Oil prices running at $100 or more a barrel and gas prices of $3.75 or more per gallon would seem to explain why energy prices are investors' top worry about the U.S. investment climate. Similarly, investors have reason to be concerned about the potential impact of the federal budget deficit on the investment climate, and the continuing battles in Washington about how to handle the deficit. It makes sense that investors rank the unemployment rate third, given that government reports before last Friday had shown a generally downward trend in the unemployment rate this year.

Gallup's economic data tend to confirm that the U.S. economy is now experiencing an economic "soft patch." What makes this worse is that it follows an anemic economic recovery in which over half of Americans do not yet see an end to the recession.

The key question going forward is whether this soft patch is transitory, as the Fed suggests, or is something of even greater concern. Those arguing that the current economic slowdown is temporary point to factors including the weather, the disasters in Japan, and high gas prices. They suggest the economy will get going again on its own once these disruptions are over.

On the other hand, the recent drop in investor optimism and five straight weeks of declines in the Dow may suggest that many investors fear these issues are not so transitory.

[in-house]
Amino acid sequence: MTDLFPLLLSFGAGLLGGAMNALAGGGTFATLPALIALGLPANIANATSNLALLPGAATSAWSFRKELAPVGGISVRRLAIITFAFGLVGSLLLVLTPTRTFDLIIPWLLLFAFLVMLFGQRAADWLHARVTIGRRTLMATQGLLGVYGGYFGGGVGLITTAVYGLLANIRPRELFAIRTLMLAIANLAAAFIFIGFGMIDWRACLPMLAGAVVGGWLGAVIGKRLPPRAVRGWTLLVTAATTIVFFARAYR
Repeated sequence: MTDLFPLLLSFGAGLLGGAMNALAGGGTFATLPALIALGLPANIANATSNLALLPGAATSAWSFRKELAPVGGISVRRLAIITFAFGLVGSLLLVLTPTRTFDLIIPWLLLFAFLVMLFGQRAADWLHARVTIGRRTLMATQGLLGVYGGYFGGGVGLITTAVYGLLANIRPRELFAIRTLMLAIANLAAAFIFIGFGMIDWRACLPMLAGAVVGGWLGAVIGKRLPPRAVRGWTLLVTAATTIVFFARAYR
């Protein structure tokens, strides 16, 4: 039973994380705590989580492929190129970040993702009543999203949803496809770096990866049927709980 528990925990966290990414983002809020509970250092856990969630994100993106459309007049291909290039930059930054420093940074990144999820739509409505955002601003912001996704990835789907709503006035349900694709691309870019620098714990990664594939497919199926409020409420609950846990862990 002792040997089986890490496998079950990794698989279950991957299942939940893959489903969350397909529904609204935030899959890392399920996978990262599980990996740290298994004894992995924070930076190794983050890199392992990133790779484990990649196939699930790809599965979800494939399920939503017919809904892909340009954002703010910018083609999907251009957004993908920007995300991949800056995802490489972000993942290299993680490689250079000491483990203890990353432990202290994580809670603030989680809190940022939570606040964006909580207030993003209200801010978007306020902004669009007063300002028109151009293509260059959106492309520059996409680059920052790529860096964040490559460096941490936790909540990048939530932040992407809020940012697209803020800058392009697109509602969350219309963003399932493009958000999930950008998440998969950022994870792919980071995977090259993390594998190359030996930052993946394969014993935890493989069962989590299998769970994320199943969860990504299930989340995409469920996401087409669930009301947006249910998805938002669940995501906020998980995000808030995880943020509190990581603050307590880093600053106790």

Survey Methods

The Wells Fargo/Gallup Investor and Retirement Optimism Index results are based on questions asked on the Gallup Daily tracking survey of a random sample of 1,099 U.S. adults having investable assets of $10,000 or more from May 2-11, 2011.

For results based on the total sample of investors, one can say with 95% confidence that the maximum margin of sampling error is ±4 percentage points.

Interviews are conducted with respondents on landline telephones and cellular phones, with interviews conducted in Spanish for respondents who are primarily Spanish-speaking. Each sample includes a minimum quota of 400 cell phone respondents and 600 landline respondents per 1,000 national adults, with additional minimum quotas among landline respondents for gender within region. Landline telephone numbers are chosen at random among listed telephone numbers. Cell phone numbers are selected using random-digit-dial methods. Landline respondents are chosen at random within each household on the basis of which member had the most recent birthday.

Samples are weighted by gender, age, race, Hispanic ethnicity, education, region, adults in the household, and phone status (cell phone only/landline only/both, cell phone mostly, and having an unlisted landline number). Demographic weighting targets are based on the March 2010 Current Population Survey figures for the aged 18 and older non-institutionalized population living in U.S. telephone households. All reported margins of sampling error include the computed design effects for weighting and sample design.

In addition to sampling error, question wording and practical difficulties in conducting surveys can introduce error or bias into the findings of public opinion polls.

For more details on Gallup's polling methodology, visit